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A.D.A.M. Medical Encyclopedia [Internet]. Atlanta (GA): A.D.A.M.; 2013.

A.D.A.M. Medical Encyclopedia.

Selective deficiency of IgA

IgA deficiency

Last reviewed: May 12, 2014.

Selective deficiency of IgA is the most common immune deficiency disorder. Persons with this disorder have a low or absent level of a blood protein called immunoglobulin A.

Causes

IgA deficiency is usually inherited, which means it is passed down through families. However, cases of drug-induced IgA deficiency have been reported.

It may be inherited as an autosomal dominant or autosomal recessive trait. It is found in approximately 1 in 700 individuals of European origin. It is less common in people of other ethnicities.

Symptoms

Many people with selective IgA deficiency have no symptoms.

If a person does have symptoms, they may include frequent episodes of:

Other symptoms include:

Exams and Tests

There may be a family history of IgA deficiency. Tests that may be done include:

Treatment

No specific treatment is available. Some people gradually develop normal levels of IgA without treatment.

Infections should be treated with antibiotics. In some cases, longer courses of antibiotics may be needed to prevent infections from coming back.

Those with selective IgA deficiency who also have IgG subclass deficiencies may be helped with intravenous immunoglobulin (IVIG), given through a vein. Subcutaneous immunoglobulin (SCIG) treatments given under the skin may also help.

Autoimmune disease treatment is based on the specific problem.

Note: People with complete IgA deficiency may develop anti-IgA antibodies if given blood products and IVIG. This may lead to allergies or life-threatening anaphylactic shock. These individuals can safely be given IgA-depleted IVIG.

Outlook (Prognosis)

Selective IgA deficiency is less harmful than many other immunodeficiency diseases.

Some people with IgA deficiency will recover on their own and begin to produce IgA in larger quantities over a period of years.

Possible Complications

Autoimmune disorders such as rheumatoid arthritis, systemic lupus erythematosus, and celiac sprue may develop.

Patients with IgA deficiency may develop antibodies to IgA, and can have severe, even life-threatening reactions to transfusions of blood and blood products. If transfusions are necessary, washed cells may be cautiously given.

When to Contact a Medical Professional

Consider genetic counseling if you have a family history of selective IgA deficiency and you plan to have children.

If you have an IgA deficiency, be sure to mention it to your health care provider if IVIG or other blood-component transfusions are suggested as a treatment for any condition.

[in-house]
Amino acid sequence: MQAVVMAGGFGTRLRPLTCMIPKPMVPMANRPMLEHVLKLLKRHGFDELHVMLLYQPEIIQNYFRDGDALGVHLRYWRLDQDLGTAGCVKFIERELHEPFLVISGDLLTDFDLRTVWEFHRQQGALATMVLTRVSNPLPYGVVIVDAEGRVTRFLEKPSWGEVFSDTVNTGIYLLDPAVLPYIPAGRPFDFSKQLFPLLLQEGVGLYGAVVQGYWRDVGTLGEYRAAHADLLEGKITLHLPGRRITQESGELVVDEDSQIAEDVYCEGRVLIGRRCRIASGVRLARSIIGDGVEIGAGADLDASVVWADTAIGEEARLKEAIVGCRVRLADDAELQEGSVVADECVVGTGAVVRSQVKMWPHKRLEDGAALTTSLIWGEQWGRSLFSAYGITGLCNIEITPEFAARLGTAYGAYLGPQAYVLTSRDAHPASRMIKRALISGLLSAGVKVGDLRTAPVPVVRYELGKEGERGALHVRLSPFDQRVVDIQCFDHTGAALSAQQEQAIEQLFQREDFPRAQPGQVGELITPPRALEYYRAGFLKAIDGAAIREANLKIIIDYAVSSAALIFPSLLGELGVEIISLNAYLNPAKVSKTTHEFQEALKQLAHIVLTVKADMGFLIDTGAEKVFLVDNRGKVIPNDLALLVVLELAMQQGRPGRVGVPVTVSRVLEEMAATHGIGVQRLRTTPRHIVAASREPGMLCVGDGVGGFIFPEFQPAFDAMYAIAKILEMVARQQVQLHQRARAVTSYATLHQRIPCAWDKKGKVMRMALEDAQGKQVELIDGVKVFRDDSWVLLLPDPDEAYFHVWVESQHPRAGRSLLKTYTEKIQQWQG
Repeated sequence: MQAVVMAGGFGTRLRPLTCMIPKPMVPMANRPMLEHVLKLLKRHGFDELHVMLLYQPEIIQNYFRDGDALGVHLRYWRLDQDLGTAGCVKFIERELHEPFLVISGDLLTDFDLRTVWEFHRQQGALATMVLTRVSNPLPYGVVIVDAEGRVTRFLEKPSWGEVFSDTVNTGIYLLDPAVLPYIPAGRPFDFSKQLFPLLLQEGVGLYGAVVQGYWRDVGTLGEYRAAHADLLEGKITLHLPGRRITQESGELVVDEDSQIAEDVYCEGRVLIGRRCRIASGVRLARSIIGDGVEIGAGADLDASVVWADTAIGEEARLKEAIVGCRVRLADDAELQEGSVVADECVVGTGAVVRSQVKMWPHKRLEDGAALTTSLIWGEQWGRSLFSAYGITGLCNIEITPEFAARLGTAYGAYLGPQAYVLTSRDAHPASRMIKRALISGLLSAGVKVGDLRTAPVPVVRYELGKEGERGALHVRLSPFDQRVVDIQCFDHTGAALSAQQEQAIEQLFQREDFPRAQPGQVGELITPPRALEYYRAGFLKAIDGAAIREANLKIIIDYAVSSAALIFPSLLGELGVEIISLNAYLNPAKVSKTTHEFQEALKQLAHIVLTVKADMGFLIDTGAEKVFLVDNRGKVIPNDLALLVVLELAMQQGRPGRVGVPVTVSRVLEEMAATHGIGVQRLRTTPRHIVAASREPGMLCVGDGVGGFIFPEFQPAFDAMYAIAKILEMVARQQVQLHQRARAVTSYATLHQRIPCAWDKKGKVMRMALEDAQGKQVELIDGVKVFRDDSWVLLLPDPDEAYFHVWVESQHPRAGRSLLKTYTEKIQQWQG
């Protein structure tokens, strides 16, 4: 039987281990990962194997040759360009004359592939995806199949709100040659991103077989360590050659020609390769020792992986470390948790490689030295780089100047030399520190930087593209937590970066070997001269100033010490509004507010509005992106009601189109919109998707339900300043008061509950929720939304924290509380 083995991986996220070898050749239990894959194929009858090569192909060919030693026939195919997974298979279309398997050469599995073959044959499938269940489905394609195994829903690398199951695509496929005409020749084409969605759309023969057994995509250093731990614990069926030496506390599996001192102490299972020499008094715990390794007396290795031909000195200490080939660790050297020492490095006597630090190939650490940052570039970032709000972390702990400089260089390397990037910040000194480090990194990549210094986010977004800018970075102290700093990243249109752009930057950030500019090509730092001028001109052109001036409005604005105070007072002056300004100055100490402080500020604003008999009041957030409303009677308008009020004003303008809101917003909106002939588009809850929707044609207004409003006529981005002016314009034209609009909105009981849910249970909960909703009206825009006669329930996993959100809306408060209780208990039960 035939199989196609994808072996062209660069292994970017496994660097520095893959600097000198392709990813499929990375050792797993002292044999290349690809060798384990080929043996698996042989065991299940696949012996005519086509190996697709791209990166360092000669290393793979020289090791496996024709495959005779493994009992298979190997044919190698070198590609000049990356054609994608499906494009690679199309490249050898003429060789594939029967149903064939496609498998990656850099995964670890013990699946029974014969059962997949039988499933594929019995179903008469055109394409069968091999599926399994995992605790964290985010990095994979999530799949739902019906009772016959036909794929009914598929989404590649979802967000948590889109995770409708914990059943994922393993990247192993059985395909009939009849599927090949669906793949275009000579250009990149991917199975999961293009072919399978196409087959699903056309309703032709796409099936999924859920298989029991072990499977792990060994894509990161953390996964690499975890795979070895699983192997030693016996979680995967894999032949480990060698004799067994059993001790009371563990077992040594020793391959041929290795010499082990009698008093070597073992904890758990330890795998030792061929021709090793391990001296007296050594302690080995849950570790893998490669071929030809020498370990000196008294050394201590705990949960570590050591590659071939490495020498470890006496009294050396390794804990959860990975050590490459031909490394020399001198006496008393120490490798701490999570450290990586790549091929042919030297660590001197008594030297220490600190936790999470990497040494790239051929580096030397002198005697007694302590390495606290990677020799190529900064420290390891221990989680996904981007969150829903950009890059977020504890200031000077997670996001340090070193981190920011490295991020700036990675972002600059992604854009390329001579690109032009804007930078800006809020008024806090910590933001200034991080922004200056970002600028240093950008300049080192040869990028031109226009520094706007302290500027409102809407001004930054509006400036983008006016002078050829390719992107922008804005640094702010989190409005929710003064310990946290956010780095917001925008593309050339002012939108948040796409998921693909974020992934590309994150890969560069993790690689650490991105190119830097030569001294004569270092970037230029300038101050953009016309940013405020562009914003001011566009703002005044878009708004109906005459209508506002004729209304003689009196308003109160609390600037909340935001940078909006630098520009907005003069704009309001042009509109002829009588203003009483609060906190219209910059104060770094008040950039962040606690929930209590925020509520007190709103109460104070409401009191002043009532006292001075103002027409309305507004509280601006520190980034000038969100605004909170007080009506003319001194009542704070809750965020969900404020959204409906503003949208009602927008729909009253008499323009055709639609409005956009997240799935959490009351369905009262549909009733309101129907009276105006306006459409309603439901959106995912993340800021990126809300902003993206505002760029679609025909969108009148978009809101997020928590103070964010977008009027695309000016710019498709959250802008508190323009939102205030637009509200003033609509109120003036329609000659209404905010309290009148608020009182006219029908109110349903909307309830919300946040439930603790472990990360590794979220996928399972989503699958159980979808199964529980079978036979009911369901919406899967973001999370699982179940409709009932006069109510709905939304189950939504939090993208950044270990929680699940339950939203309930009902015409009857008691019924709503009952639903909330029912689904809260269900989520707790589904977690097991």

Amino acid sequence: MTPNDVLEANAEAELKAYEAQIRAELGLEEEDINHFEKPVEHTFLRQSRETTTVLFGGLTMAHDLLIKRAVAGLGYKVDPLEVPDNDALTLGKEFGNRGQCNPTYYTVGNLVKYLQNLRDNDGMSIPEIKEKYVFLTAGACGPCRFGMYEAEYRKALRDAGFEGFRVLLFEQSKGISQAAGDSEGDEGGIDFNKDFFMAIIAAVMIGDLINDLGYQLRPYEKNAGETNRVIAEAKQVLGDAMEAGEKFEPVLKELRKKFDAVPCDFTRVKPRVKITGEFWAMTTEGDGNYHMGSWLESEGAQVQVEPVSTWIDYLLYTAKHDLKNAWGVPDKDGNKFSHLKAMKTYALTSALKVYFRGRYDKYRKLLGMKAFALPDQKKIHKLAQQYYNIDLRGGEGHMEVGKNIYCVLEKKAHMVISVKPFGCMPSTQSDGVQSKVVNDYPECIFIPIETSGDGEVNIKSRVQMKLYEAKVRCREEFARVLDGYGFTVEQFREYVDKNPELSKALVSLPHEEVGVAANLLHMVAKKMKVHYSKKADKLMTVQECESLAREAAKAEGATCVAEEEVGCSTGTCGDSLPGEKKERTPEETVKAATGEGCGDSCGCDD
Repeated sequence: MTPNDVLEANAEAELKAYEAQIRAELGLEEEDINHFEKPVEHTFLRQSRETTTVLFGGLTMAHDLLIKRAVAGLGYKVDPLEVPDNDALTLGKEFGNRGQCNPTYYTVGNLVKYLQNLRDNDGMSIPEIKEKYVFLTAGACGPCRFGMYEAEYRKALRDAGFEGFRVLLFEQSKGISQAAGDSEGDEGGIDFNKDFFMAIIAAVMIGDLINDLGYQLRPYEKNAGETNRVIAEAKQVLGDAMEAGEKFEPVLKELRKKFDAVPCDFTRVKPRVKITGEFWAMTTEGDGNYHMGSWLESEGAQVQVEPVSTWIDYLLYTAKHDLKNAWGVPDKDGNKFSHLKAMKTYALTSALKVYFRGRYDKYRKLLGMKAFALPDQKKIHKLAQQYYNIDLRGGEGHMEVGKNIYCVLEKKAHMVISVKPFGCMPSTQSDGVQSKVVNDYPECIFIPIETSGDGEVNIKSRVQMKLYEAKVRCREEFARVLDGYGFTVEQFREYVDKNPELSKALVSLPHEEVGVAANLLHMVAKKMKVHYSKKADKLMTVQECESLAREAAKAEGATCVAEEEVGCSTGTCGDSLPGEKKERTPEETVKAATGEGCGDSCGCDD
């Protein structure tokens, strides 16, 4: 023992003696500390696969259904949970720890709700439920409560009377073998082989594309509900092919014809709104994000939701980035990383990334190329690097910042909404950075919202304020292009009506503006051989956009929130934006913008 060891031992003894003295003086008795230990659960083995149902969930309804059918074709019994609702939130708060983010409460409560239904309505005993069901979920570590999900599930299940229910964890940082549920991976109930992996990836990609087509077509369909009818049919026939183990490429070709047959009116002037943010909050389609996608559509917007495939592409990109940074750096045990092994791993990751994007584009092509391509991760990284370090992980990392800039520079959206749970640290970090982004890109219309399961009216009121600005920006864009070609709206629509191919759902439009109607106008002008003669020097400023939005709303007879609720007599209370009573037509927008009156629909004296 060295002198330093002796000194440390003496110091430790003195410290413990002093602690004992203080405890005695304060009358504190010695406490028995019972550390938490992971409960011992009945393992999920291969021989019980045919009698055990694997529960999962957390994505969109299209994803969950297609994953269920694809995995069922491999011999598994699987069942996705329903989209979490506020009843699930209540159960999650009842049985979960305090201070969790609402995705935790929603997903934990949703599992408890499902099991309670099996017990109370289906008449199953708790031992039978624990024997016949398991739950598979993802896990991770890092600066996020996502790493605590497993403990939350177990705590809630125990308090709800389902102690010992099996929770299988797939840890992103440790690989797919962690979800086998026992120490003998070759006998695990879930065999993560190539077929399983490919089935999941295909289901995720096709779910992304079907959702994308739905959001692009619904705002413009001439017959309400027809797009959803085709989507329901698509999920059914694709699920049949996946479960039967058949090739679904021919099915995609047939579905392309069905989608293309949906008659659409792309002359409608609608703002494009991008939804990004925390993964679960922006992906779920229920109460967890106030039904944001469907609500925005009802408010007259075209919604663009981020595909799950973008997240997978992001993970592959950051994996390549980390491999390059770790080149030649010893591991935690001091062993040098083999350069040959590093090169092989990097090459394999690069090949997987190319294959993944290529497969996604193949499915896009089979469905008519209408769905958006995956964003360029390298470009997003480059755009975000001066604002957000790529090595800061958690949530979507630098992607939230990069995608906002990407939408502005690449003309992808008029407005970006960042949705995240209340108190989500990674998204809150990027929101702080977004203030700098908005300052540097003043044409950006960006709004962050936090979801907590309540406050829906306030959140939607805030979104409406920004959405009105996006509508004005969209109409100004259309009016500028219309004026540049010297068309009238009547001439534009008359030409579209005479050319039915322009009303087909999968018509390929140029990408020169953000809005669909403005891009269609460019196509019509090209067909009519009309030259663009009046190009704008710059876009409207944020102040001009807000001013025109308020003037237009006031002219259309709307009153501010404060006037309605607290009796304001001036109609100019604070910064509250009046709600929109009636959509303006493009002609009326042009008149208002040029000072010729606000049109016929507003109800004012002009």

Prevention

Genetic counseling may be of value to prospective parents with a family history of selective IgA deficiency.

References

  1. Ballow M. Primary immunodeficiency diseases. In: Goldman L, Schafer AI, eds. Goldman's Cecil Medicine. 24th ed. Philadelphia, PA: Saunders Elsevier; 2012:chap 258.

Review Date: 5/12/2014.

Reviewed by: Stuart I. Henochowicz, MD, FACP, Associate Clinical Professor of Medicine, Division of Allergy, Immunology, and Rheumatology, Georgetown University Medical School, Washington, DC. Also reviewed by David Zieve, MD, MHA, Isla Ogilvie, PhD, and the A.D.A.M. Editorial team.

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The information provided herein should not be used during any medical emergency or for the diagnosis or treatment of any medical condition. A licensed medical professional should be consulted for diagnosis and treatment of any and all medical conditions. Call 911 for all medical emergencies. Links to other sites are provided for information only — they do not constitute endorsementscof those other sites. © 1997–2011 A.D.A.M., Inc. Any duplication or distribution of the information contained herein is strictly prohibited.

Copyright © 2013, A.D.A.M., Inc.

A.D.A.M., Inc. is accredited by URAC, also known as the American Accreditation HealthCare Commission (www.urac.org). URAC's accreditation program is an independent audit to verify that A.D.A.M. follows rigorous standards of quality and accountability. A.D.A.M. is among the first to achieve this important distinction for online health information and services. Learn more about A.D.A.M.'s editorial policy, editorial process and privacy policy. A.D.A.M. is also a founding member of Hi-Ethics and subscribes to the principles of the Health on the Net Foundation (www.hon.ch).

The information provided herein should not be used during any medical emergency or for the diagnosis or treatment of any medical condition. A licensed medical professional should be consulted for diagnosis and treatment of any and all medical conditions. Call 911 for all medical emergencies. Links to other sites are provided for information only — they do not constitute endorsementscof those other sites. © 1997–2011 A.D.A.M., Inc. Any duplication or distribution of the information contained herein is strictly prohibited.

Copyright © 2013, A.D.A.M., Inc.

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